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07-11-10, 09:03 AM #1
Decoding The Secret in Cyber Command Logo
By Scott Fontaine - Staff writer
Posted : Saturday Jul 10, 2010 9:20:30 EDT
Maybe it’s a test: Figure out what 9ec4c12949a4f31474f299058ce2b22a means, and you’re smart enough to work for U.S. Cyber Command.
Or maybe not. Those 32 numbers and letters are in the inner gold ring of the new unified command’s logo. And although it’s not immediately apparent to noncryptologists, the 32-character code is an encryption for the command’s 55-word mission statement, complete with punctuation.
“It’s our mission statement,” spokesman Lt. Cmdr. Steve Curry said. “If you miss a comma or misspell a word, you’ll get a completely different code.”
A blog post on wired.com on Wednesday posted a call to readers to crack the code. A few commenters had a bit of fun — “If you can read this, send your résumé to email@example.com” — and the techy readers needed just a few hours to realize the code was an MD5 hash, an early-’90s encryption algorithm.
It must be some serious shorthand because the command’s mission statement is “USCYBERCOM plans, coordinates, integrates, synchronizes and conducts activities to: direct the operations and defense of specified Department of Defense information networks and; prepare to, and when directed, conduct full-spectrum military cyberspace operations in order to enable actions in all domains, ensure US/Allied freedom of action in cyberspace and deny the same to our adversaries.”
07-11-10, 09:11 AM #2
Looks like NT hash to me, should be fun
edit.... or md5 lol
07-11-10, 09:28 AM #3
Holy ****, and WTF, I'm gonna go launch the drift and sling a few flies.
Maybe my mind will clear after reading that one.
THANKS A LOT Rocky.
... and 'Whew' is right.
07-11-10, 11:50 AM #4
Brand out of the virtual box is the cryptic – and cryptographic – string that appears on the logo of a new government organization called the “U.S. Cyber Command“.
Inscribed inside the shield depicted in the logo, the string reads as “9ec4c12949a4f31474f299058ce2b22a” – apparently an MD5 hash of something that the agency does not wants us to know, in lieu of secrecy or for decorative purposes.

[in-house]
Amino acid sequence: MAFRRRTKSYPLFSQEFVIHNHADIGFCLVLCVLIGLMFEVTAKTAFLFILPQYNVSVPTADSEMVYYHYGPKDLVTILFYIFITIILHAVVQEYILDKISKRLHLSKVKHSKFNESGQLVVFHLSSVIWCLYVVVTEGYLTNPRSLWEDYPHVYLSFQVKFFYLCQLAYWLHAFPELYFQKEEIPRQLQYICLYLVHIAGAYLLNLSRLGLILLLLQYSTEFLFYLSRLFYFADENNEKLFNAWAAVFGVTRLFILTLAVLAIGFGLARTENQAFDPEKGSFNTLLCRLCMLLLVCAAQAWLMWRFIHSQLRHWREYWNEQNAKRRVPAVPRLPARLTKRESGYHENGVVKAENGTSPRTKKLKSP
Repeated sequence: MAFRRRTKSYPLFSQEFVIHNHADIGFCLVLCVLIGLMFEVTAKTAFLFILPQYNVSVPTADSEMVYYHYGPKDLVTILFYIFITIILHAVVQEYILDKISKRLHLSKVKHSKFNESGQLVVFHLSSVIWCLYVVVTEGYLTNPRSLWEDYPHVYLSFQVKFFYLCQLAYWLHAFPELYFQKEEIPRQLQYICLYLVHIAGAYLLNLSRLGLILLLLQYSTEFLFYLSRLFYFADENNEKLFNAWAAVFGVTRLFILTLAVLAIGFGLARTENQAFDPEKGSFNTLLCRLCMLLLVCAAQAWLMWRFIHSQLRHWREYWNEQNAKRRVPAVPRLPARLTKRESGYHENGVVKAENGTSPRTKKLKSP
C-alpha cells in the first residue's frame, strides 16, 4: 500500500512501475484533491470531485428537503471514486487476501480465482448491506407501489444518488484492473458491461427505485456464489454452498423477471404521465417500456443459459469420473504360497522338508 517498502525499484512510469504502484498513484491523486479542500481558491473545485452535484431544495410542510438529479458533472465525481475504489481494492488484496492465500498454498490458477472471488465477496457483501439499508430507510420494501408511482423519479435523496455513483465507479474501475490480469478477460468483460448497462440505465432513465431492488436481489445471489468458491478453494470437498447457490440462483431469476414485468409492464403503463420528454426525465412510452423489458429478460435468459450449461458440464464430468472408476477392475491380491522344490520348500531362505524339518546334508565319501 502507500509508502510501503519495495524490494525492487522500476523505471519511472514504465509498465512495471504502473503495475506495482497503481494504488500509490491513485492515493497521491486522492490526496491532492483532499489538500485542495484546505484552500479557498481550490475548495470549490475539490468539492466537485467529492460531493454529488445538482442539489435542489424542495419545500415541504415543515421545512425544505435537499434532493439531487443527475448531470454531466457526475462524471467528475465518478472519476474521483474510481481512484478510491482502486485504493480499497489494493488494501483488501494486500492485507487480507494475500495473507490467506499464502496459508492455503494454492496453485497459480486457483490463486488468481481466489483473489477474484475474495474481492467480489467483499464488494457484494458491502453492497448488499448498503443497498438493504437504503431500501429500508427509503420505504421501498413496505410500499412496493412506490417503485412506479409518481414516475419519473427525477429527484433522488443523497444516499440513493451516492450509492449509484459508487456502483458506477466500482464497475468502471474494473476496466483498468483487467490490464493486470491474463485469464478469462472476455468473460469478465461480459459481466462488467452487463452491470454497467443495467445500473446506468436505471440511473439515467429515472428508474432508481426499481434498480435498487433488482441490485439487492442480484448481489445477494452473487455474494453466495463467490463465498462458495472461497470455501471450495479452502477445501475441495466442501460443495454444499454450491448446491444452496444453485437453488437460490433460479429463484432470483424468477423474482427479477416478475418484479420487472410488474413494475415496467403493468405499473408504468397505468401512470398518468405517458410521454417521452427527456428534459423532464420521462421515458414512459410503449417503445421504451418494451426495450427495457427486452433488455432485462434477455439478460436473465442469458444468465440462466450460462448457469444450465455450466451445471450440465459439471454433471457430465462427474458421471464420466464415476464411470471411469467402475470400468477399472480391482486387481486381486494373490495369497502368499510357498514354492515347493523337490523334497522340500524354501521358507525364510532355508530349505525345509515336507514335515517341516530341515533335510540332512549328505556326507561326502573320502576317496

Regardless, someone has gone and registered 9ec4c12949a4f31474f299058ce2b22a.com and he’s pointing it to their personal web site related to technology and other geeky, personal stuff.
That’s a clever way to appeal to worldwide geeks and domainers who would never type in the domain itself, but would most likely did as we did: copied then pasted the string and added .com to it.
Remember, this still counts as type-in traffic!
Meanwhile, USCYBERCOM.com – the nickname of the newly formed agency – is a parked page at Sedo.
CYBERTHOUGHT is the brainchild of Chris Claborne. Although originally a consulting company built on the shoulders of Chris, it currently serves as permanent home in cyberspace for other ventures, interests, and efforts.
What does the code on the US Cyber Command logo’s inner gold ring mean?
If you find the solution, write to [Danger Room]
07-11-10, 05:35 PM #5
Got it !!!
Md5 Hash: 9ec4c12949a4f31474f299058ce2b22a
Normal Text: USCYBERCOM plans, coordinates, integrates, synchronizes and conducts activities to: direct the operations and defense of specified Department of Defense information networks and; prepare to, and when directed, conduct full spectrum military cyberspace operations in order to enable actions in all domains, ensure US/Allied freedom of action in cyberspace and deny the same to our adversaries.
07-20-10, 12:36 PM #6
^ Same thing I found
07-20-10, 03:37 PM #7
Is this yet another wonderful example of a U.S. agency using a defunct cryptographic hash function to encrypt it mission statement?
WTF...isn't this the same hash function that we are supposed to be moving away from?
Their little mind game is analogous to Honda or Toyota saying: "Hey, if you can build a steam engine, then you can work in our R&D department of hybrid technology."
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